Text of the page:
I would say that we're continuing to train folks who choose to pursue a career in pediatric palliative care straight from residency, and folks who come to it after other specialty training, or intend to pursue other specialty training. And those are both amazing choices, right? A question that often comes up, for example, we see a lot of folks in pediatric hematology/oncology who consider whether or not to add a year of training pediatric palliative care. And my advice these days is that, because the number of slots for training is still relatively low, I don't think you should pursue added training unless you're going to actually practice as a pediatric palliative care physician. It's not enough to say you want to integrate those skills, in my opinion. As we sort of try-- you know, go through the highly-selective process of trying to recruit fellows to our program, it's not enough to say you want to bring those skills to your already specialty population. Rather, that you want to join the field as a specialist in Hospice and Palliative Medicine.
Chris Feudtner 24:24
If you're not going to make palliative care a very significant part of your practice, as palliative care, not just integrated into what you're already doing, I don't know why one would want to spend a year of one's life doing this. It doesn't need to be 100% in my mind, but if it's not going to be at least 30, 40, 50%, I would hit the pause button. Being a little bit more heretical, I do think that we will need, as a field, to think about alternative pathways to enable mid-career or post-specialty fellowship individuals to get some kind of certification, some alternative route to growing mastery and skills. And that that certification has to have real practical value for that individual. Our workforce issues are dramatically important in terms of not having enough people. And we need to figure out ways to solve that.
Daniel Eison 25:24
I'm curious, actually, now, as we're talking about this, you know, in a very palliative way, none of us have crystal balls, we cannot really prognosticate the future. But are there things that are happening now that you think are changing the conversation, and that in a decade or more people are going to look back and say, "That was a turning point. Palliative care is different now because of this thing that was happening in the early 2020s?"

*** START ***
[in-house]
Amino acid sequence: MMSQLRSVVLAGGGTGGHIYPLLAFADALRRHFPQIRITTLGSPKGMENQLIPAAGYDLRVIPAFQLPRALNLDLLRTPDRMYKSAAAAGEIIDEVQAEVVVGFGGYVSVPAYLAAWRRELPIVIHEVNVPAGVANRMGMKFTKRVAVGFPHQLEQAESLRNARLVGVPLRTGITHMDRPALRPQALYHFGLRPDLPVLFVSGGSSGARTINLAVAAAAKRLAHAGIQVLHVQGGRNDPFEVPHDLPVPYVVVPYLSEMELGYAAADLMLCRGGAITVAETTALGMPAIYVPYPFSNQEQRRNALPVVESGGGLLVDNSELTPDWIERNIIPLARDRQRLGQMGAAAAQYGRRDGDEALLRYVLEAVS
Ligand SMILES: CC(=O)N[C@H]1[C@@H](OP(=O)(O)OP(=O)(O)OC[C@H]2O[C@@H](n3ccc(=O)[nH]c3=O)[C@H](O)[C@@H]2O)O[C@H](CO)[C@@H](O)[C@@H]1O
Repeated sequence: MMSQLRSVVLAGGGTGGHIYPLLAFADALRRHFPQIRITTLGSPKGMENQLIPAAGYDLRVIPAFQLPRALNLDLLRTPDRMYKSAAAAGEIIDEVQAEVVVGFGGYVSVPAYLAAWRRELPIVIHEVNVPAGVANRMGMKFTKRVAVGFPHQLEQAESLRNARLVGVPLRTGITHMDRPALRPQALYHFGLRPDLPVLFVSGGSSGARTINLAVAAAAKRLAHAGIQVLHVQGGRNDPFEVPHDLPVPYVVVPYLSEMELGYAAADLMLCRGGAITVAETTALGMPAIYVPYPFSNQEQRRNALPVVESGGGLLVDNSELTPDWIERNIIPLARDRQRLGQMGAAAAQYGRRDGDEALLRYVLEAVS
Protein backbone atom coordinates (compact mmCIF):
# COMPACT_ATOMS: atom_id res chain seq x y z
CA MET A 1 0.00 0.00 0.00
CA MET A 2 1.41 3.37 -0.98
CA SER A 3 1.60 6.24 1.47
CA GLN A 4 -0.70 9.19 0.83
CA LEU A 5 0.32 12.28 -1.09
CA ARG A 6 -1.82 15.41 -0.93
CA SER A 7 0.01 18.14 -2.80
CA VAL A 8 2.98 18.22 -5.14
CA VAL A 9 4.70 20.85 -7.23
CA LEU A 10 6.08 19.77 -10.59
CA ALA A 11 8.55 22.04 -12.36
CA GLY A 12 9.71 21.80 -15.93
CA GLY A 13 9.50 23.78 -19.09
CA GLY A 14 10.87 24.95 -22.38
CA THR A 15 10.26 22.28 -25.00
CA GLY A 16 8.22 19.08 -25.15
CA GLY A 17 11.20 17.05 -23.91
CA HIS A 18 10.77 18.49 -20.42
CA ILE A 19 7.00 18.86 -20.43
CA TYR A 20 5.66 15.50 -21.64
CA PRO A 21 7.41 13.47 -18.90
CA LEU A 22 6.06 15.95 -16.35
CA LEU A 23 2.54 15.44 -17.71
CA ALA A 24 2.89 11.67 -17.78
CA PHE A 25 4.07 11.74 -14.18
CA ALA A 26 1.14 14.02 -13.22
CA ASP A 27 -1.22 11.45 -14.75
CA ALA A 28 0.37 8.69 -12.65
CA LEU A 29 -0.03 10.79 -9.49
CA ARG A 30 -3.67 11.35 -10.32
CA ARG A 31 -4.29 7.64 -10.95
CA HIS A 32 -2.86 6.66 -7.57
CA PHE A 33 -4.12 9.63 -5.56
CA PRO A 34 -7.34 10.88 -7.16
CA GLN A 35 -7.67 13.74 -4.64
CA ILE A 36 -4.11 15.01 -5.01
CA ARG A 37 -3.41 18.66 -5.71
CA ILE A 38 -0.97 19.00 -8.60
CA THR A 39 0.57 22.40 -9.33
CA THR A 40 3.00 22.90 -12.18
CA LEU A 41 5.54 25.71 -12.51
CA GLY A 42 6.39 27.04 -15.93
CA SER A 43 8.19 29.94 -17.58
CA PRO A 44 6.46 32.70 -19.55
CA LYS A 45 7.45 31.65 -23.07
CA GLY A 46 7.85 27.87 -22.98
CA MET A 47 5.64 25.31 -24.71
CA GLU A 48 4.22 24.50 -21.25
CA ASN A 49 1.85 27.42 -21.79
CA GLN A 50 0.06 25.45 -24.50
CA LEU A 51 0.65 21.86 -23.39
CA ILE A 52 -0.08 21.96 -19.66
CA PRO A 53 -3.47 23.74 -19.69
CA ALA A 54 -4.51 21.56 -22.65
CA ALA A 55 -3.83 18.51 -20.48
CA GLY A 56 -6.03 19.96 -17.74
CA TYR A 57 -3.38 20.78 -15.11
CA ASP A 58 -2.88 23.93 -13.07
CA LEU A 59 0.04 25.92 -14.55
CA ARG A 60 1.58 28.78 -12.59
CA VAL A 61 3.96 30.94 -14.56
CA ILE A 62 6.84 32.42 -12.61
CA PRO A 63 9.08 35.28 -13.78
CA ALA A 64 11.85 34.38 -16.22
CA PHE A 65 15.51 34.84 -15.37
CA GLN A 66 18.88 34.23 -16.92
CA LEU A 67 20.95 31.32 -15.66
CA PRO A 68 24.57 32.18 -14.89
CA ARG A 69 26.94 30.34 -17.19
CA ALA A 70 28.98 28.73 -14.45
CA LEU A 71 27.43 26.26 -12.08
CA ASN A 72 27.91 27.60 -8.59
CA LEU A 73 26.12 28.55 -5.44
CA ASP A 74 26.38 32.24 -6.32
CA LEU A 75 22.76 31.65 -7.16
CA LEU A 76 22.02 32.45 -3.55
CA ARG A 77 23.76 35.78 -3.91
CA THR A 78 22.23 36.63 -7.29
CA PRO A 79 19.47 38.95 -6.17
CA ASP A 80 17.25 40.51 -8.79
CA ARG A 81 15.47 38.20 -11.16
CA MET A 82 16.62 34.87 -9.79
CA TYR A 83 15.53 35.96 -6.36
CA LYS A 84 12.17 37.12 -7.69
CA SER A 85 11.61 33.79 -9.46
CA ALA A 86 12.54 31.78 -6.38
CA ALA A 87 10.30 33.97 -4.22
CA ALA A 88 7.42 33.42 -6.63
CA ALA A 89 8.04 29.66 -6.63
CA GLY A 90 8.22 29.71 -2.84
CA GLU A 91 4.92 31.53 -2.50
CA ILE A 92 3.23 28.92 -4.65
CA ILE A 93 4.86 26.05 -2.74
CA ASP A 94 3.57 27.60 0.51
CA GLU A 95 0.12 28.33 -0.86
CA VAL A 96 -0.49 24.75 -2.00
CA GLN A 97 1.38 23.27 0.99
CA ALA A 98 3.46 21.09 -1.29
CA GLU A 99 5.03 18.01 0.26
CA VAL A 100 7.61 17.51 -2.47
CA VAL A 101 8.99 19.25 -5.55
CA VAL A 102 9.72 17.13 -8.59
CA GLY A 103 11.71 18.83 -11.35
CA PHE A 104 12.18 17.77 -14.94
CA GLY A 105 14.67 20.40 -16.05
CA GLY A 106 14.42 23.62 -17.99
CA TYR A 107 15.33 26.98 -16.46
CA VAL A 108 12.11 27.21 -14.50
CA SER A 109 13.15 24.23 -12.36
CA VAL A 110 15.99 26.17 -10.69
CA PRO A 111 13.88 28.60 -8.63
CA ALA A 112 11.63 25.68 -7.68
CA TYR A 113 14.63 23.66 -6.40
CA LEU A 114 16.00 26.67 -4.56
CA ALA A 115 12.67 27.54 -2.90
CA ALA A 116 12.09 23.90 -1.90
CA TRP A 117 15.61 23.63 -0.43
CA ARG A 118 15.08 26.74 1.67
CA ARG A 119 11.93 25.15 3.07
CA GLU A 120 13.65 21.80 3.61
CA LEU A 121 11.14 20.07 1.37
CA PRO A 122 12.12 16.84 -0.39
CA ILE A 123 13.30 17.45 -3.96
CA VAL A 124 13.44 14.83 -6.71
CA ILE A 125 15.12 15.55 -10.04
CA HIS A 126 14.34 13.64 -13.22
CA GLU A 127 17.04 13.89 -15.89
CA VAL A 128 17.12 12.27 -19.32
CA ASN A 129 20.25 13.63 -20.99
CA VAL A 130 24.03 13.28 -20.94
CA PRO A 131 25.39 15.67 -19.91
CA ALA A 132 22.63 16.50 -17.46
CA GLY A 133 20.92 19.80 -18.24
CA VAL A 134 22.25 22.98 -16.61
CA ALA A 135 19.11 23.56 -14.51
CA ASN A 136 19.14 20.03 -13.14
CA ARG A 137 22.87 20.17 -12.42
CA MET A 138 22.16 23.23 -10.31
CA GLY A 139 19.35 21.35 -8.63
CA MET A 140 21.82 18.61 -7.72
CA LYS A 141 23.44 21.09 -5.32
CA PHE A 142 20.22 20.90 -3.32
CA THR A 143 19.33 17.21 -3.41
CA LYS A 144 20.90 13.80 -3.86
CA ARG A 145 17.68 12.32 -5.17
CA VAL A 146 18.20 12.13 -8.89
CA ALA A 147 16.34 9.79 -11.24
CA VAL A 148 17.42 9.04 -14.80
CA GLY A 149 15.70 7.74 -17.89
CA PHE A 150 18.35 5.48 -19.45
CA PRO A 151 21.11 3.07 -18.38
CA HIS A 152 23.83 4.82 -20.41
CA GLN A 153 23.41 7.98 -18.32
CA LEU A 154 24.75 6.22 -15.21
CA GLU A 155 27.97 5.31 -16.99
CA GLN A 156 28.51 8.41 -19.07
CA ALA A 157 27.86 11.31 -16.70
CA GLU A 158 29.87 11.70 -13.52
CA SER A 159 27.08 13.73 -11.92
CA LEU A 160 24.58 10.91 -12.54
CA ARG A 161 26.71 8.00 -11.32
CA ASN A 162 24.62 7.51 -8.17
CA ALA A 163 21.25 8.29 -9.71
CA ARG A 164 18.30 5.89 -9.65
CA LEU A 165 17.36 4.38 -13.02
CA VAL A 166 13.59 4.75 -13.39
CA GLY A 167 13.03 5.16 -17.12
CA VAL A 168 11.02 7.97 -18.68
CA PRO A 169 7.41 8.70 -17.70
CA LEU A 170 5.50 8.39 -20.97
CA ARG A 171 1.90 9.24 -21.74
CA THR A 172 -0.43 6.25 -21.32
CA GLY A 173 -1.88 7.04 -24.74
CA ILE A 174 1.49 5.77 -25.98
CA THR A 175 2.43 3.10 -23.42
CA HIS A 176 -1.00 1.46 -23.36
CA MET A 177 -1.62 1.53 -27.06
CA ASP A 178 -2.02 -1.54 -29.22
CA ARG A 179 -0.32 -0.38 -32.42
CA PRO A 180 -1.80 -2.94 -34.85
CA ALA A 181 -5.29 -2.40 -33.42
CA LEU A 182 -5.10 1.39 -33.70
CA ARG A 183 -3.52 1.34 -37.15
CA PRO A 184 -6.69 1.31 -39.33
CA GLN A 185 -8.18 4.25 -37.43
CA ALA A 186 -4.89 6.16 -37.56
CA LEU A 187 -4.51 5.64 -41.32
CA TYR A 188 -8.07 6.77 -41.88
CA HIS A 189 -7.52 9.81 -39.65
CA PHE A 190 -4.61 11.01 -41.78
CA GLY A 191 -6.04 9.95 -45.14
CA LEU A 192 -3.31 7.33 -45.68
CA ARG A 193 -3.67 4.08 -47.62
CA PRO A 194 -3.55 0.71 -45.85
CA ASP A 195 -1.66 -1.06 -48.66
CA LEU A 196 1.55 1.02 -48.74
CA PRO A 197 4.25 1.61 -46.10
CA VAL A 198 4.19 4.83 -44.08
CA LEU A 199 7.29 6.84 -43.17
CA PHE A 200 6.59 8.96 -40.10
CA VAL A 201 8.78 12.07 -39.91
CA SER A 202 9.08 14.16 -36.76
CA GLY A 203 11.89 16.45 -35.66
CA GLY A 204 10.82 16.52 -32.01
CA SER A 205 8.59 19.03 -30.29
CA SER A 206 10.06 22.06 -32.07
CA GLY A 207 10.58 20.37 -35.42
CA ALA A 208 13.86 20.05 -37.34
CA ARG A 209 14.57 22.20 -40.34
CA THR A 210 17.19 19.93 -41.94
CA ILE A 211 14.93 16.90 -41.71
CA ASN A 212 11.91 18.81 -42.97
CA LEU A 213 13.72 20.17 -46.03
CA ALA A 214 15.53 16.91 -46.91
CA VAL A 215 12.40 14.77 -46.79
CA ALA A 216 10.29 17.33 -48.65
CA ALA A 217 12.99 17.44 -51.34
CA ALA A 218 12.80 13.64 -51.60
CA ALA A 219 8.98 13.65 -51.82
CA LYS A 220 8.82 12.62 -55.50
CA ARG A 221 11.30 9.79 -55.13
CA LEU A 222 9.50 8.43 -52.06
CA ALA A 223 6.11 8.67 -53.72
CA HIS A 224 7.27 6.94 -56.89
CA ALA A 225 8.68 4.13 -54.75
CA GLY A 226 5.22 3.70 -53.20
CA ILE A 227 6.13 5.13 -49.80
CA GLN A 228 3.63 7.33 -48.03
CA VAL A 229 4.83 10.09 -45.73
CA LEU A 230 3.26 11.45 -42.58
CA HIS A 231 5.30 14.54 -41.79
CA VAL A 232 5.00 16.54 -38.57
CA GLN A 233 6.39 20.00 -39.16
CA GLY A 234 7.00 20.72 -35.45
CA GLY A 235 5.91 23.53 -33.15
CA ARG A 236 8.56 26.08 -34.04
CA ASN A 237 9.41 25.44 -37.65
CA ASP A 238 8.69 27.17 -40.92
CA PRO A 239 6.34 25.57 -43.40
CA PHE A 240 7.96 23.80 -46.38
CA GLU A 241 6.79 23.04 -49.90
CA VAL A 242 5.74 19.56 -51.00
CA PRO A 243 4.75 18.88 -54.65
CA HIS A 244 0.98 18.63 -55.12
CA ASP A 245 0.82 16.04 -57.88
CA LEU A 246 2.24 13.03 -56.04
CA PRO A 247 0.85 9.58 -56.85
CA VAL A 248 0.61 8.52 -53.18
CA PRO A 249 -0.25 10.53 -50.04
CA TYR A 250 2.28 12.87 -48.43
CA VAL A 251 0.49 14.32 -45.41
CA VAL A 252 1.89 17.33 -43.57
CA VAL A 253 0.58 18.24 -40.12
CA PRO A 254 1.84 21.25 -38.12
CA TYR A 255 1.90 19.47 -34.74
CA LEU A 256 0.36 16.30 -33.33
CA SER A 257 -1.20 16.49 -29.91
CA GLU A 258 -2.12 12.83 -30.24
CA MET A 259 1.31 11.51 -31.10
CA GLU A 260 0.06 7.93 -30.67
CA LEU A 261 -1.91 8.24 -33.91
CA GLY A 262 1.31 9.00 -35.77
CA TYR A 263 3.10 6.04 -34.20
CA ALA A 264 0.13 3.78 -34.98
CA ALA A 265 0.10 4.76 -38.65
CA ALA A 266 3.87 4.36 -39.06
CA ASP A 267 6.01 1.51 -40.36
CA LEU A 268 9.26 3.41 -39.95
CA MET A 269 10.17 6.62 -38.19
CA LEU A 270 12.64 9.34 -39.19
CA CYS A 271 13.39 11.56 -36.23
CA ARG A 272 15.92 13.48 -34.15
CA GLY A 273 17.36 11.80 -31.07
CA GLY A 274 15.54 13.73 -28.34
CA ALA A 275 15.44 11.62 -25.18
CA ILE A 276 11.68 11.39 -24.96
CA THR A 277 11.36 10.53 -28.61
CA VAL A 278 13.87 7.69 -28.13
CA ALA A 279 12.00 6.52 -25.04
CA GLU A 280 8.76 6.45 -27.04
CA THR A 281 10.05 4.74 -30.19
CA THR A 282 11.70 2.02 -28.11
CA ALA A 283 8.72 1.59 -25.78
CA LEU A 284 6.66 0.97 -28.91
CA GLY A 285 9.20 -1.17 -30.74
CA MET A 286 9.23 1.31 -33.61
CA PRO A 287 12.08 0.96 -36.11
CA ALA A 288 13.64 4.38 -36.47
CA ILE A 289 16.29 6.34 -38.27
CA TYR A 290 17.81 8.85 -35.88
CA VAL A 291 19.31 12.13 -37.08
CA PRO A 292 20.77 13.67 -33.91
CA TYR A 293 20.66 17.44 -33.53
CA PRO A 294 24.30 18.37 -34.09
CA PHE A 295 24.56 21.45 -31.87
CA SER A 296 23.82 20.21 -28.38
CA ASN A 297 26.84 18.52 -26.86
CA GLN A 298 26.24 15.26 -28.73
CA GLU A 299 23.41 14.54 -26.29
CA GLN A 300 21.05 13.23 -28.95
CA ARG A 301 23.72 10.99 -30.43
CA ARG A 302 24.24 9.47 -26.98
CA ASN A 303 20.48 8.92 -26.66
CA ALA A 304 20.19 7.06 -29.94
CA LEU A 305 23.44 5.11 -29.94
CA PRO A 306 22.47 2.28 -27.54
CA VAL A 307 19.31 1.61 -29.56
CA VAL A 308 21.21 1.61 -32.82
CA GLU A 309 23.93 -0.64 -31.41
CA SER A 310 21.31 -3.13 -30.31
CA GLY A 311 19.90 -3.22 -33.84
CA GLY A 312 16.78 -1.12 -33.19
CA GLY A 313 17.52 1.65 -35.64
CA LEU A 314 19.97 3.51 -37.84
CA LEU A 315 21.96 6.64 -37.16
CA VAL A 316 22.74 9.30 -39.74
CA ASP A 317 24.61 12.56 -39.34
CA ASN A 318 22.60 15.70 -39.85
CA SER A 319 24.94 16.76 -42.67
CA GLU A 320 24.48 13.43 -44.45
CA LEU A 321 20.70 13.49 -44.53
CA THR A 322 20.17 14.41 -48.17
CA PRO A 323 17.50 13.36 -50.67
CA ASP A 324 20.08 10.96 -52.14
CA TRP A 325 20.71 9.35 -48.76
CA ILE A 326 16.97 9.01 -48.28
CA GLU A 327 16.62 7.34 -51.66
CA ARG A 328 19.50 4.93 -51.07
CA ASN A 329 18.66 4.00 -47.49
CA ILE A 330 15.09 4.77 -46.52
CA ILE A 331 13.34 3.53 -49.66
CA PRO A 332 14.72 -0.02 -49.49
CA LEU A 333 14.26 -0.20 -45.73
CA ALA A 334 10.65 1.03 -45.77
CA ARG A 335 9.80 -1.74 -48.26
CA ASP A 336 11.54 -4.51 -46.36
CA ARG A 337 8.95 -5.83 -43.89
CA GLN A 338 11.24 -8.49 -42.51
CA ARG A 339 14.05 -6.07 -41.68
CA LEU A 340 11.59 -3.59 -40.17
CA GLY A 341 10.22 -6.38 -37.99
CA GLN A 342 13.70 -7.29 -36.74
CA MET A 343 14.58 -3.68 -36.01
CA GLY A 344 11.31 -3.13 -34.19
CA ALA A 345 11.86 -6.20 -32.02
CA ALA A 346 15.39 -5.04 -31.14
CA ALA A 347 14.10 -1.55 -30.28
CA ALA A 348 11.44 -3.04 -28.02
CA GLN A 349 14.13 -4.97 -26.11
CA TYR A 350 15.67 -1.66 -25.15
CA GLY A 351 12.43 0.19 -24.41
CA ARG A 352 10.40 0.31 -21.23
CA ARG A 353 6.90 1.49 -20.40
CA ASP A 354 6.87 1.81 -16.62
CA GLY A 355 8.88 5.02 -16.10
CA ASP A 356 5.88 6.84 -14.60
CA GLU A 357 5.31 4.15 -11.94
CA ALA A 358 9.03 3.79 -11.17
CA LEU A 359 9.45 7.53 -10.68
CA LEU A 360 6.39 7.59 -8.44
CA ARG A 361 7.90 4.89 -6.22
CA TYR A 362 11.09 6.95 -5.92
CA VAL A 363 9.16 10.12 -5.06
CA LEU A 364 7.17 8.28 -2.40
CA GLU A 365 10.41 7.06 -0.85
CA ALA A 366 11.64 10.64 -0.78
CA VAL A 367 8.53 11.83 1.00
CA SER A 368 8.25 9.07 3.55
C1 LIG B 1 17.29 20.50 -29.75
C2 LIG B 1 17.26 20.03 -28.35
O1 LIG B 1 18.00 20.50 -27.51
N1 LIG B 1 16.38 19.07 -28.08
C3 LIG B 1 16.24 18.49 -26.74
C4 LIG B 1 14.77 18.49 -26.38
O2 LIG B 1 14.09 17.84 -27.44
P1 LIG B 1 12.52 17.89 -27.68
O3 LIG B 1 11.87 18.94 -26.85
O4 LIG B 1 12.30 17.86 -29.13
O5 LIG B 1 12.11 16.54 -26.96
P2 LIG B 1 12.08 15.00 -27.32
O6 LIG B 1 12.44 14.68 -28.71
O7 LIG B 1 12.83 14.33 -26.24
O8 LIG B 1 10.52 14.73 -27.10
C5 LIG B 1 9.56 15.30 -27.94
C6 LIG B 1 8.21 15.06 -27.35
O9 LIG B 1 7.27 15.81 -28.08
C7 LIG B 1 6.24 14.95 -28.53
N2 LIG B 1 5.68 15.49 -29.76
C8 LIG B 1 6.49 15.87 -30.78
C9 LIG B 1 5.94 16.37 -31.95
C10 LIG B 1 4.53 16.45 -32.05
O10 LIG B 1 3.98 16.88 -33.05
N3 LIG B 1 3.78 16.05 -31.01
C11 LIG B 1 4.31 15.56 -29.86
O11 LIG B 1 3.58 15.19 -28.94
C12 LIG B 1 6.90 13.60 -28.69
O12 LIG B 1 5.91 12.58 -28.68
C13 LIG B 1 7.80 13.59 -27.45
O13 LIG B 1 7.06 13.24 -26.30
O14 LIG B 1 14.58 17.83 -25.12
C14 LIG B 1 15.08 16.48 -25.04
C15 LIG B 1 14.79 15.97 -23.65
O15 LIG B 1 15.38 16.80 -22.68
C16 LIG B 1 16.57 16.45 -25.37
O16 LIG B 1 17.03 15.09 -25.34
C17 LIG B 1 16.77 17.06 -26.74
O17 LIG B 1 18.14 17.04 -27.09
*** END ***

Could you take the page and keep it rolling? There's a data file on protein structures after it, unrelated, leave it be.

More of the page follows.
Chris Feudtner 25:50
My background is actually in History, so one of the things that I tend to think about are trends that are outside of human intention, but other things that are going on. And the big trend that we see in medicine, it's so obvious that we can miss it is technology. We've had a flurry of technologies in the last 30 years that have allowed life-prolongation, but without cure. And the population of children who thankfully are still with us, and maybe living very high-quality lives, but still have very significant serious illness, that population is growing. And I think that that growth is going to be a mandate to continue to figure out how to provide care for children who are living long-term with serious illness and not going to get better. And then the other big theme that I see is a growing awareness on the implications that this has for families, and for parents, and caregivers. I think in the 1990s, we started to see a growing awareness in a very different end-of-life spectrum in old age of Alzheimers, and the impact it was having on caregivers. Somehow the memo never got passed down that this is also happening to parents of children with very severe illness. I think some of the news coverage that is starting to come out about the nursing crisis in home nursing, and what families are enduring, for want of a better word, because of the lack of resources is another pivot point. So those are the two themes, circa 2021: technology and the impact it's having on families.
Joanne Wolfe 27:39
I couldn't agree more with Chris. I would like to see greater partnership at an institutional level, how palliative care integrates into the advancement of these technologies and the application of these technologies. The next phase of growth of our field, we have to be at the table at an institutional level. We can't simply be kind of programs, or even divisions, that are distinct and separate. Rather, our influence has to start much higher up and in partnership with scientific and technological advancement. So that as we apply these amazing opportunities for children and their families, there's a very holistic approach that addresses all the needs of the child and family, from the life-extension benefit and the quality of life, because we're not in full partnership yet. And that means that we do leave families languishing all too often in this sort of application of this technology.